Written by Julie Pacholik.
At Crow’s Path, elementary school children spend one full day with five mentors in the forest, meadow, and shoreline of Burlington, Vermont. Every day, 25 kids and five staff members, including me, spread out around our camp at Rock Point and sit quietly at our very own Sit Spot. It’s a special spot that is chosen in the fall; a special spot we return to once a week; a spot situated in such a way that we can’t see any other people. It is a place and it is also a practice.
The goal is to sit quietly for in the woods for 10 to 20 minutes. But if that’s not possible, the sitter can sing a quiet song or create a small building project. When time’s up, a crow call goes out and then, echoed by each of us, a wave of sound cascades across camp. Without a word, everyone stands and makes their way back to the fire circle. A child once described Sit Spot as a time when we “sink into the land.”
The choosing of the Sit Spot and learning to make the sound of crow, these things take time to figure out. Every week, the same group of kids return and, in month or two, our Sit Spot routine is set. At Crow’s Path, the interests and skills of the staff guide each day’s activities while weaving in the kids’ own curiosity. Everyday is different. But Sit Spot is one of our many core routines, which also include making fire, giving thanks, and story telling. It is the container in which holds us all, mentors, interns, and kiddos. Sit Spot takes place every day the kids come to Crow’s Path from fall through winter into spring.
Sit Spot is always the same spot. There is beauty and possibility in this challenge but some days it can feel mundane and routine. This is why each day before heading out, a mentor speaks to the joy of Sit Spot. It might be an inspiring story of an exceptional Sit Spot experience, like my friend in Alaska who smeared peanut butter into his bushy beard and coaxed a woodpecker into landing on it. The story could also be a challenge to build something in the snow, tips about finding a dry, protected spot on a rainy day, an invitation to notice the bird song or tree buds, or a thought to find a new pathway to and from your Sit Spot. Having the same spot encourages us to make it new and make it ours. And the ever changing seasons in Vermont helps make it new minute by minute.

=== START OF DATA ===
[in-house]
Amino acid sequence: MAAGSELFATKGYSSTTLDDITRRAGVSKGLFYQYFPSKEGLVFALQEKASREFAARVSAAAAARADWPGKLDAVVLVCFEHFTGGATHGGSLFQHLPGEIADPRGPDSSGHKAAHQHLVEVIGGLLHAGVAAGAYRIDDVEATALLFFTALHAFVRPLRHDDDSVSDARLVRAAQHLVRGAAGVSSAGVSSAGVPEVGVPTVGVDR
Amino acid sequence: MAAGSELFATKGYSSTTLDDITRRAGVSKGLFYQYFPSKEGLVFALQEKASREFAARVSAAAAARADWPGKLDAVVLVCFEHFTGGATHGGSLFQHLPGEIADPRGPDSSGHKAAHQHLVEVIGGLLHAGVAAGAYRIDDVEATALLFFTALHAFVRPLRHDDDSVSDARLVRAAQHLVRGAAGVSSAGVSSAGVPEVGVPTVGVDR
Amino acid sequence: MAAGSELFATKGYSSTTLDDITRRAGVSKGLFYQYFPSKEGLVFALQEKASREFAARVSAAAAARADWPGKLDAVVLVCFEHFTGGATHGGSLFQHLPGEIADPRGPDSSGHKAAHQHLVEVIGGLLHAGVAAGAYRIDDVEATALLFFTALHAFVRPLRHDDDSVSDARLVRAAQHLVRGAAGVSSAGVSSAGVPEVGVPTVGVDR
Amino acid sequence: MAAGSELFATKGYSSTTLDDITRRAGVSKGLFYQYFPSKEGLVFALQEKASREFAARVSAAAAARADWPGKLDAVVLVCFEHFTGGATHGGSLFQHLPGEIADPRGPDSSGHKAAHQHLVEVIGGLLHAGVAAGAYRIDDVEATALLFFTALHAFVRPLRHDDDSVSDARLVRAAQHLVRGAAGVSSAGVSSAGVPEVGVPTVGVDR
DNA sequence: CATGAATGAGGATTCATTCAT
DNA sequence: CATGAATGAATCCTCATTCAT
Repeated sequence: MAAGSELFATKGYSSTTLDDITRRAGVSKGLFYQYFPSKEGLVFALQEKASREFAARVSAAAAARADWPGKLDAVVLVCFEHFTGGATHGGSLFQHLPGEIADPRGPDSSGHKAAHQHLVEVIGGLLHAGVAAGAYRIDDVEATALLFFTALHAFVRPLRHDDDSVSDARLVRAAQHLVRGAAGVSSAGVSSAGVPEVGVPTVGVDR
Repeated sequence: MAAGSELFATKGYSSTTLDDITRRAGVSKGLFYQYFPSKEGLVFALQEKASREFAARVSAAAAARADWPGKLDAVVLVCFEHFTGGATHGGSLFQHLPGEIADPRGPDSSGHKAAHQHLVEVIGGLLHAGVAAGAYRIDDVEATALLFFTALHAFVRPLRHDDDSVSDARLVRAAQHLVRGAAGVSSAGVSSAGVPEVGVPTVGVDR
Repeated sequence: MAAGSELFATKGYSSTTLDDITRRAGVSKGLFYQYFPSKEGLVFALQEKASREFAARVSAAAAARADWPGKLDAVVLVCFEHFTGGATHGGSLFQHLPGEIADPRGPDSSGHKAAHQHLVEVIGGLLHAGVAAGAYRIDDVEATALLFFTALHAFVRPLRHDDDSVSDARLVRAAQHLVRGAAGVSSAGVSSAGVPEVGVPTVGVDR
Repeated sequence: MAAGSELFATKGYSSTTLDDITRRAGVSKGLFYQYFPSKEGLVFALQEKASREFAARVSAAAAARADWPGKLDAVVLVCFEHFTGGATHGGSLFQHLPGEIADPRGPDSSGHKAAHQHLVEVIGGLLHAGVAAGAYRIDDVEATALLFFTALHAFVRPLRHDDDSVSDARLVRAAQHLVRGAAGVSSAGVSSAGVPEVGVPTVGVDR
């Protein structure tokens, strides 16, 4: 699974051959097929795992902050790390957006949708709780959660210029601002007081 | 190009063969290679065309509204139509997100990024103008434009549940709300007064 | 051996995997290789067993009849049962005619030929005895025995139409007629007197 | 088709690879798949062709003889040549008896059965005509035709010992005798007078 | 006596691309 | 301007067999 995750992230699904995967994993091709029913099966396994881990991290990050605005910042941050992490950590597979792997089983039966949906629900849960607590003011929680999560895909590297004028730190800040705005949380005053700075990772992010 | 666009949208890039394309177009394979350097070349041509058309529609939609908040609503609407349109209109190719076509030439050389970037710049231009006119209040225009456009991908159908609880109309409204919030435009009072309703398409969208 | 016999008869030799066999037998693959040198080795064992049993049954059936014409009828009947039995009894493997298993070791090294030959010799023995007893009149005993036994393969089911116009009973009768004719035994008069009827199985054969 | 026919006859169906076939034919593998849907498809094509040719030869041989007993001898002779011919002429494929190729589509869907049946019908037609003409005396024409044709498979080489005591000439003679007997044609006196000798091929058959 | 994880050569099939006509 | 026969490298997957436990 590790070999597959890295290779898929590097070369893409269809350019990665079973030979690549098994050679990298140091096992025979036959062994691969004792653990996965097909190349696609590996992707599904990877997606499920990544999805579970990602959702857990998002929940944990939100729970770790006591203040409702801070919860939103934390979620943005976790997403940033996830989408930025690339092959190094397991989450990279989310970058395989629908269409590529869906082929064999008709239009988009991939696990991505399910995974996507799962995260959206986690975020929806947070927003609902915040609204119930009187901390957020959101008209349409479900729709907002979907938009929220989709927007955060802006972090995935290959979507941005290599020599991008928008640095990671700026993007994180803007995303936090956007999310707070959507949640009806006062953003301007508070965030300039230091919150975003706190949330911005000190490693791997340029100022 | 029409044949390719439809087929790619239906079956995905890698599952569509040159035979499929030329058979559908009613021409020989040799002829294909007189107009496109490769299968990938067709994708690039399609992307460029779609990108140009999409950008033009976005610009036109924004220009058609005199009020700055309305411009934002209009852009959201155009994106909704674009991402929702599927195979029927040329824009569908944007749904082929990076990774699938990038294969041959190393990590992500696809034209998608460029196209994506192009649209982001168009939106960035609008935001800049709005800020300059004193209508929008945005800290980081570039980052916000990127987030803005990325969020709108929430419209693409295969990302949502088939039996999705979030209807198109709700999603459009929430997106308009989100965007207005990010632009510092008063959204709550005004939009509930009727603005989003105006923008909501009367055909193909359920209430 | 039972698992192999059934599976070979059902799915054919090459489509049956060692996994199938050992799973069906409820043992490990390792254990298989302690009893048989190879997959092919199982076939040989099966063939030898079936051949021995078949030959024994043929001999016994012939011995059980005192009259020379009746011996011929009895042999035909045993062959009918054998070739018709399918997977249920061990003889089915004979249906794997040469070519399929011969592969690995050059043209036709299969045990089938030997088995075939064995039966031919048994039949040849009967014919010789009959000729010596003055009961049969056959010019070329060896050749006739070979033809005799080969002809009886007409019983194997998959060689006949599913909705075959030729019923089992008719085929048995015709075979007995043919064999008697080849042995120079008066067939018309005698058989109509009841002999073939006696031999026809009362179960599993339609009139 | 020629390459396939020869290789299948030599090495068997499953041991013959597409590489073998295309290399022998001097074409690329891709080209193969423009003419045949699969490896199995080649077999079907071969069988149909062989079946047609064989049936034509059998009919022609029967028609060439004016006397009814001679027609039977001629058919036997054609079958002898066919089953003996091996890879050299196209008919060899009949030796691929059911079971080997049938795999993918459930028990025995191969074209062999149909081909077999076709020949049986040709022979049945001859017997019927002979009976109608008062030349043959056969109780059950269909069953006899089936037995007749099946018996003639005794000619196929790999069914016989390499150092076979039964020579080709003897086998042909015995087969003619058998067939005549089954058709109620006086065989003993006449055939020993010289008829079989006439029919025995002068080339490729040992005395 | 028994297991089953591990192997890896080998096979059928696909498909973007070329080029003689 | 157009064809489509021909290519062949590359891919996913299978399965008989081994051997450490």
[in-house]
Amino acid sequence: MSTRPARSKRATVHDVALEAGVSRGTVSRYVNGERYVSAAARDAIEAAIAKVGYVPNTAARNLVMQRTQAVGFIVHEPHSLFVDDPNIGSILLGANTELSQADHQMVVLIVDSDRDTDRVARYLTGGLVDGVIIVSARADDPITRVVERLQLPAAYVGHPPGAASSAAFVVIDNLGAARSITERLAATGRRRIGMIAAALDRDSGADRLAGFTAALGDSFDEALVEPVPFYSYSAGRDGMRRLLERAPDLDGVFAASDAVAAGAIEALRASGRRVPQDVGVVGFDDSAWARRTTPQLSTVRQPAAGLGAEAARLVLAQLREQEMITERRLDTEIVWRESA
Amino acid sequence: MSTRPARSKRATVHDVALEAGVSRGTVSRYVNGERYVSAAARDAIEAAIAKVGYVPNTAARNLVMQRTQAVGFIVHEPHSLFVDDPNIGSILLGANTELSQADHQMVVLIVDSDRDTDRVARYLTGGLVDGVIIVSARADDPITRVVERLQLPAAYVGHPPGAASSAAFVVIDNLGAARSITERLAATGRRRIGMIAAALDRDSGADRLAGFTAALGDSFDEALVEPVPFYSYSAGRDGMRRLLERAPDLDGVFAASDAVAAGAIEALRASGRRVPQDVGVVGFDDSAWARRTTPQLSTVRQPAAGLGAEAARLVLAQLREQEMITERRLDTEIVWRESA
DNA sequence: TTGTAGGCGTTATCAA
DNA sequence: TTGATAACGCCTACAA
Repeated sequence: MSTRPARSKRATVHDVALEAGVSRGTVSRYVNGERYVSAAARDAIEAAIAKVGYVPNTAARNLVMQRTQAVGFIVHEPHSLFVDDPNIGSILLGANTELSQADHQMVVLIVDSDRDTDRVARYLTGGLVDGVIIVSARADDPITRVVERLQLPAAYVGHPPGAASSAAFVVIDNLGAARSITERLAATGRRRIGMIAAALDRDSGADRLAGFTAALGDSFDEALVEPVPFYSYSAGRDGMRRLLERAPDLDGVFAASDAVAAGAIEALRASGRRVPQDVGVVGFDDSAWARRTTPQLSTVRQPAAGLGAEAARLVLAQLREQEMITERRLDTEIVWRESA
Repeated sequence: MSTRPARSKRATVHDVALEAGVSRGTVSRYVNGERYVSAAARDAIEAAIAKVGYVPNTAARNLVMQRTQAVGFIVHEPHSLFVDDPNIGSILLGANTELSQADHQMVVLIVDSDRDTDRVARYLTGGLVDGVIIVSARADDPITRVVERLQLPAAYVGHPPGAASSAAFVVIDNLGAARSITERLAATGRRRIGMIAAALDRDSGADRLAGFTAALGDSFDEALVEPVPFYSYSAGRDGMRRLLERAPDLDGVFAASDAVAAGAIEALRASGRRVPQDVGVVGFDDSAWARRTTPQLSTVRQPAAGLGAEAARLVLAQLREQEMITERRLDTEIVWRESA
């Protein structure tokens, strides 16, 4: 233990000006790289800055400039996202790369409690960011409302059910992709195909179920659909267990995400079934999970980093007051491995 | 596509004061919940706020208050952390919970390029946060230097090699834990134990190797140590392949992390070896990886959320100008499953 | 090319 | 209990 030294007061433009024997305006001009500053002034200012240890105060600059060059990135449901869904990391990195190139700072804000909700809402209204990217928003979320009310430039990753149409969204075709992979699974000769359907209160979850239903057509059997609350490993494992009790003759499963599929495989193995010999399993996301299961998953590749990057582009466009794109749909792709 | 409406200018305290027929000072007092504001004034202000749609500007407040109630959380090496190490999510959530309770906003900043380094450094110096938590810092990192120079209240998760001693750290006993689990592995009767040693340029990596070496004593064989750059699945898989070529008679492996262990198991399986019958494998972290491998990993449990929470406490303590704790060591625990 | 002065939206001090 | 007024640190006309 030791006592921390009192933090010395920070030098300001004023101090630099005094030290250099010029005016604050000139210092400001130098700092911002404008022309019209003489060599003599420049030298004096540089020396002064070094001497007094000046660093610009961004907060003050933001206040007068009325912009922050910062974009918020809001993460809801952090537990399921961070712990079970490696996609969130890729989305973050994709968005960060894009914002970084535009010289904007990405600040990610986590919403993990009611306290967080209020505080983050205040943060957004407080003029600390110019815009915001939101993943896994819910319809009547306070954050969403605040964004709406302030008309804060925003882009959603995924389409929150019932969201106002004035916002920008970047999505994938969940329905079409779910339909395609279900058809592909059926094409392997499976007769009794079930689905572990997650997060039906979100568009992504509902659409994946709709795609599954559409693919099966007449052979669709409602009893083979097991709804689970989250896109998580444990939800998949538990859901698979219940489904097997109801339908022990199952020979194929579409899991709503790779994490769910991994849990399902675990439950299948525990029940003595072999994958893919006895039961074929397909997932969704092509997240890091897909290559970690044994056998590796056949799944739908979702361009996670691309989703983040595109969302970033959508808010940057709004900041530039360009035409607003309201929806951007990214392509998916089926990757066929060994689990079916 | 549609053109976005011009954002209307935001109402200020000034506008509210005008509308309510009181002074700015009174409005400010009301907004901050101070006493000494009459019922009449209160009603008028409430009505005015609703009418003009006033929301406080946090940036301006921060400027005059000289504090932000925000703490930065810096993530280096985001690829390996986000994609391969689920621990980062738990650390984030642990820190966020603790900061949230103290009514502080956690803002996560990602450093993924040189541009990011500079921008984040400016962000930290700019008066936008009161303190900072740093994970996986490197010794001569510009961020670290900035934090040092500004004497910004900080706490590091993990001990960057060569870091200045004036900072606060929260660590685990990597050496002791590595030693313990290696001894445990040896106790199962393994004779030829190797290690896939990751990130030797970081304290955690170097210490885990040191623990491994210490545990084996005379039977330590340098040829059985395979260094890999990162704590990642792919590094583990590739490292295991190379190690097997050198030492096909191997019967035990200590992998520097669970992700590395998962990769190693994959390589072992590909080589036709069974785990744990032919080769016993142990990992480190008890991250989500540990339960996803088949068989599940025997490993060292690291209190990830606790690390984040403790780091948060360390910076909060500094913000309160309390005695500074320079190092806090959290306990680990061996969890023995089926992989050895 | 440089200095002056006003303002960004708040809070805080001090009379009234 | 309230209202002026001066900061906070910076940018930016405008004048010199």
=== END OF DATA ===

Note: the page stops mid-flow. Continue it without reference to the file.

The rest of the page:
The Sit Spot practice was introduced through the books and leadership of Tom Brown, Jr., a New Jersey native, who met an Apache elder while exploring the woods with his friend Ron. Affectionately known as Grandfather, this elder taught Tom and Ron how to live with the land, passing on as much as he could to these two young boys, including the practice of Sit Spot. Jon Young, a student of Tom Brown Jr.’s, wrote an in depth guide book to nature connection, The Coyote’s Guide to Connecting with Nature. This book has become the Bible of many outdoor schools. These men brought this custom to communities across the nation, but it is a practice as old as people’s connection to the land. Humans living close to the earth or wanting time to sit and reconnect have been finding special spots as long as humans and special spots have existed.
One of my favorite Sit Spot memories in Burlington occurred when, after a warm winter day followed by snow, I watched as squirrels tried to scamper their usual routes but kept slipping on the invisible ice under the snow on the high branches. They had always seemed so sure-footed and brave. But that day at my Sit Spot, I saw a squirrel walk carefully, gingerly on the trees.
Sit Spot is not all wildlife sightings or beautiful bird songs, sometimes it can be a struggle. On cold days or times when kids would rather spend time with friends than be alone this practice is just hard. There have been times when I hear shrieks of joy or giggles during our normally quiet time and would softly make my way over to the noise makers, I would explain a pillar of sit spot time was quiet and alone, they would push back claiming, “I hate sit spot!” I have come understand that these children were afraid of being alone. They felt scared by themselves and so sought out the company of friends.
That makes so much sense! Elementary-aged children are never alone. Between parent supervision, school, play dates, sports teams, play practice, and siblings, children rarely experience true quiet or alone. We would find some arrangement where the kids would know where the mentors’ sit spots were and could shout to us if needed but found a place that could be theirs. The beauty of doing sit spot as a group is that you don’t need to be alone. You just need to feel alone. If you are behind a tree, on a slope, you can’t see your friends even if they are four steps away.
I’ve learned beautiful lessons and I’ve seen first hand the sparkle in a child’s eye after returning from Sit Spot and seeing the first spring flower or noticing animal tracks in snow. It takes commitment and sometimes a little encouraging but the awe is inevitable. I encourage you to start your own Sit Spot practice. Find a wild space close to home in one of Burlington’s many urban wilds: in a park, along a trail, even a cemetery is filled with wildness just waiting to be seen.